Today would be Mom’s fiftieth birthday, and here I am, in New York City on a business trip, thinking about her.

Read more on PsychCentral.

EDHope: Why the Modeling Industry Needs Mental Health Education

Many years ago I opened up to one of my modeling agents in Miami about my chronic struggle with bulimia. At that point, I had been battling the illness for over fourteen years and I was terrified to lose another contract because of it.

After an unsuccessful stint at rehab, my former agent in New York realized that I just couldn’t make the cut with castings and jobs due to my eating disorder and other mental health issues, and sent me back to South Florida without a ticket back. Ultimately, my disorders prevented me from being able to focus at work, maintain a balanced diet and a healthy lifestyle.

Read more on Eating Disorder Hope.

On MLK Day, I stand for the abused and all marginalized groups

It’s been one of my life’s missions to fight for the rights of children who have been sexually abused, because, after all, I was abused, too. But I remember recently telling a friend and fellow survivor of child sexual abuse, while getting ready to speak at a rally at the New York State Capitol on The Omnibus Child Victims Act, that sometimes, advocating for our rights in modern times feels like fighting for freedom from slavery. And not that I would ever understand what being an African-American slave feels like, but I do understand what it’s like to be physically tormented, beaten, and sexually abused. Not to mention the fact that fellow advocates, Senators and Assemblymembers have been fighting to eliminate the statue of limitations for child sexual abuse in New York for eleven years now. Repeating the same legislative process, year after year, is exhausting to those of us who grew up knowing nothing but humiliation and shame. Many times we feel as though we have to beg, cry, scream, and plead for our basic human rights – rights that were stolen from us as children. Thankfully, with the help of Governor Cuomo this year, I believe that things will be different. I want so badly to believe, and I will continue to fight for change.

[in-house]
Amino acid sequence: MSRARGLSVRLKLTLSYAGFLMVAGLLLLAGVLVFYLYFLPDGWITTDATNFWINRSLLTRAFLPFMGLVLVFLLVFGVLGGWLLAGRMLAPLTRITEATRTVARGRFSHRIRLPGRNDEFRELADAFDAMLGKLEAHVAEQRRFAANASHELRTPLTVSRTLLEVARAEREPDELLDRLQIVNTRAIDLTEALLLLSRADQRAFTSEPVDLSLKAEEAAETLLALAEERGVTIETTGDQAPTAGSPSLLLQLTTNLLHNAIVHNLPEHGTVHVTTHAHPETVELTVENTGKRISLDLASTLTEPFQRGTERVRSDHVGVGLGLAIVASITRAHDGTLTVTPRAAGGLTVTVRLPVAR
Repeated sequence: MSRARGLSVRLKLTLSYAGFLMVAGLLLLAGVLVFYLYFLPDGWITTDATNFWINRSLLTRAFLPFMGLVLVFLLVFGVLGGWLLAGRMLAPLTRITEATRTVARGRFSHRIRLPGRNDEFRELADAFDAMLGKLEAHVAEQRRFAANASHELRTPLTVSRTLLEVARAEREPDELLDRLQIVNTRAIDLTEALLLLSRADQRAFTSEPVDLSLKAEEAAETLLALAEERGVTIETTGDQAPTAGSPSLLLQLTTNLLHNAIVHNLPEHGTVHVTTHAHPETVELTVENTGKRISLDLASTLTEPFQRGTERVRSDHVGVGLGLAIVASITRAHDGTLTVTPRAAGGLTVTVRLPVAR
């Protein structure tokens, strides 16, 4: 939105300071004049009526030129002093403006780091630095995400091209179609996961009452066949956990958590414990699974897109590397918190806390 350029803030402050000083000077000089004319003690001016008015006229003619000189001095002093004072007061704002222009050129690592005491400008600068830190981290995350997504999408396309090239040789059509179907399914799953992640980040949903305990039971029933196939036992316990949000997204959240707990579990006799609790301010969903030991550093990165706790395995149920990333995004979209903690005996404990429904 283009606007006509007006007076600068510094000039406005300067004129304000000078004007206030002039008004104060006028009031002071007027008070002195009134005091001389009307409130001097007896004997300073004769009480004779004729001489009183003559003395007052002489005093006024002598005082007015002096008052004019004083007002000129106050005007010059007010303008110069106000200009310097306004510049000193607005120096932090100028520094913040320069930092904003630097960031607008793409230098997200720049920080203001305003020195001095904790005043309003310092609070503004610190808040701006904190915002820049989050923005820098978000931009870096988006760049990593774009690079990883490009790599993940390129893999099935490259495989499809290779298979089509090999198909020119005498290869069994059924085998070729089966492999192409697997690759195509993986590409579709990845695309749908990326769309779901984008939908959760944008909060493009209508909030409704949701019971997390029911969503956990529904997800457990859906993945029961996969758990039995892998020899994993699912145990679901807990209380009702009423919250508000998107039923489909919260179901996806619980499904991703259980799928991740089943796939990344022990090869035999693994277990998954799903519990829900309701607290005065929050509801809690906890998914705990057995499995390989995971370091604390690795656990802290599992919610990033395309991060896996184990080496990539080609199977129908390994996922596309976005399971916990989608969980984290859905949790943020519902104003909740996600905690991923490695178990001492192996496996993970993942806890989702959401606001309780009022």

Read more on PsychCentral.

New York Daily News: Boston lawyer who helped uncover Catholic church’s child sex scandal applauds Cuomo’s reform plans for New York victims

“We have to keep the pressure on,” said former model Nikki DuBose, who was sexually abused as a child. “I think we really have to strategize so we can keep creating a lot of momentum to see that the bill gets passed. Fortunately we have the governor’s support. I think what he is doing is very brave and courageous.”

Read more on: New York Daily News.

Get An Autographed Copy of Washed Away for the Holidays!

There’s still time to get your autographed copy of Washed Away for your loved one this holiday season! Just click the Buy Now button below and your copy will be on the way.

Personalization inside book



Get Busy Thriving! Podcast: Interview with Fashion Model with Nikki DuBose

“I’ve been reading the recently released memoir of Nikki Dubose called Washed Away: From Darkness to Light.

I sense so much hope from this woman and her life’s message. To read about what she’s been through and how she is starting to rebuild a happy life for herself is inspiring.

Nikki was a fashion model who landed the cover of coveted magazines such as Maxim and Vogue in the peak of her career. While from the outside her photos portray a woman living the life many people dream of, beneath the surface she was dealing with severe depression, sexual abuse, anorexia, alcohol and drug abuse and much more.”

Read more and listen to the podcast on Getbusythriving.com.

Sharing My Message of Recovery and God’s Love at Multnomah University

God’s Love is so awesome. It has the power to heal and restore even the most damaged, bitter heart. His Love can literally resurrect someone on the brink of dying. I know because it happened to me. I was a broken, washed up person who had given most of my life to addiction, sex, abuse, and the quest for fame in the modeling and entertainment industries, and God still picked me up and loved me back to wholeness even when I wanted nothing to do with Him.

After all, He had let my mother die from her addiction. He had watched, as my mother was beaten over and over again, listened to her cries for years, and did nothing to heal her pain. He certainly had did nothing to heal mine. Why did he make my mother with mental illnesses? Why did he create me the way He did? Why was I born into a family, raised by male figures who abused me repeatedly, and removed by the police in my teenage years? Did I ever ask for any of that? No, I didn’t.